“MIRROR MIRROR” the movie is a loadful of family-fun, so it is safe to bring everybody.
It is a hilarious retelling of the GRIMM BROTHERS’ fairy tale, of SNOW WHITE the legendary princess.
LILY COLLINS the young actress who takes on the title role is oh-so-sweet.
She’ s a new beauty to gawk at with her thick luscious eye brows that might stir in you the feeling in you that she could be bushy in parts.
And gorgeous JULIA ROBERTS flares her large nostrils and enormous mouth with smirk, glee and pure wickedness, as she tackles an opportunistical verbal stab now and then – at the present day governmental politics, with a slew of other self-deprecating jokes extolling womankind’s vanity and insecurity.
She clearly shows us that she is indeed having a whale of a time.
ARMIE HAMMER the personable lead actor plays a goofish and sometimes, nerdy Prince Alcott.
Intended to or not, he provides some comic relief.
The fabled seven dwarfs are portrayed as pint-sized gutsy bandits who rob for a living.
Film director TARSEM SINGH is Indian of course, and he’s very much into his element when he bestows the audience with a cute rollicking Bollywood dancey number as the credits roll at the end, so much so that the audience is grooving and goofing it all up with sheer reluctance to leave the cinema.
TARSEM dresses the movie in fine style, with a dash of raw humor and intelligent quibbling. There’s fluff, there’s buff, aligned with a sound balance.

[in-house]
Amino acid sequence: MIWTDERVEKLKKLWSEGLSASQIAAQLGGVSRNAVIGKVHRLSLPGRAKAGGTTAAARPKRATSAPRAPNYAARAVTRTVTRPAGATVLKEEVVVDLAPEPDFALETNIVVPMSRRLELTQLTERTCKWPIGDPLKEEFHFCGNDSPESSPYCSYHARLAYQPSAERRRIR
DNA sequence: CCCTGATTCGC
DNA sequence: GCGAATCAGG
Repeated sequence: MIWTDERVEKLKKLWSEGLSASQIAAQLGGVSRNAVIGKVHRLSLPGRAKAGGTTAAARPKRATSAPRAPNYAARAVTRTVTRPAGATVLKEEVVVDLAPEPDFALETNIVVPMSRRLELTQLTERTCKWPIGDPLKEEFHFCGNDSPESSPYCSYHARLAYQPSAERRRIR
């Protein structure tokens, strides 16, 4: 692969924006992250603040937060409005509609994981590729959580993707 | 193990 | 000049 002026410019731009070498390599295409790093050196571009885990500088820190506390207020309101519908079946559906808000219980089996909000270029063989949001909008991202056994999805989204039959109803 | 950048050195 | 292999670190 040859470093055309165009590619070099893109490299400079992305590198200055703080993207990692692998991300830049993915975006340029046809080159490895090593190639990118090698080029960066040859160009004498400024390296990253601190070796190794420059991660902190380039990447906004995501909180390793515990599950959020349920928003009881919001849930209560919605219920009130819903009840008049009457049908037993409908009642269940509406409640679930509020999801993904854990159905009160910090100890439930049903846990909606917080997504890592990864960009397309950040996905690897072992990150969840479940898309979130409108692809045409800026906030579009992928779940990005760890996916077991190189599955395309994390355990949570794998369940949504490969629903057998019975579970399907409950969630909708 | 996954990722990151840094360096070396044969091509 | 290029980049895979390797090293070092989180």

This is the premise that kicks the movie an octave leap above the clutter and the din.
What works is the imagery-filled execution.
Take note that from the fantastical landscape to the derelict village to the foreboding forest, most scenes are fabricated in a set-bound environment.
There are stunning elements, chiefly among them the dazzling colorful costumes worn by JULIA ROBERTS and LILY COLLINS a la fashion extravaganza.
The sum of it all is, here’s a jolly old tale with a smart,enjoyable retelling.
A brimming PICTURE of PERFECTION can be MARRED by internal TURMOIL.
IMAGINE this scenario:
You are indoors and outside it’s pelting heavily.
Showers can be a pretty sight to behold.
The darting raindrops hit against the glass window, putting on an impressive display as they form creative circles of droplets.
A Barry Manilow ballad booms from a pair of stereo speakers at the far corner of the room.
Out on the porch a pair of wind chimes are vibrating against the breeze.
You espy a small river nearby, and the waters are glistening in last yawn of twilight.
The sight is therapeutic, instilling the sudden spurts of thoughts on living and loving as they are brought to mind.
Aren’t these inseparable companions?
MIKE DOOLEY says it all in this poem:
“If you just look
at all that already exists in your life,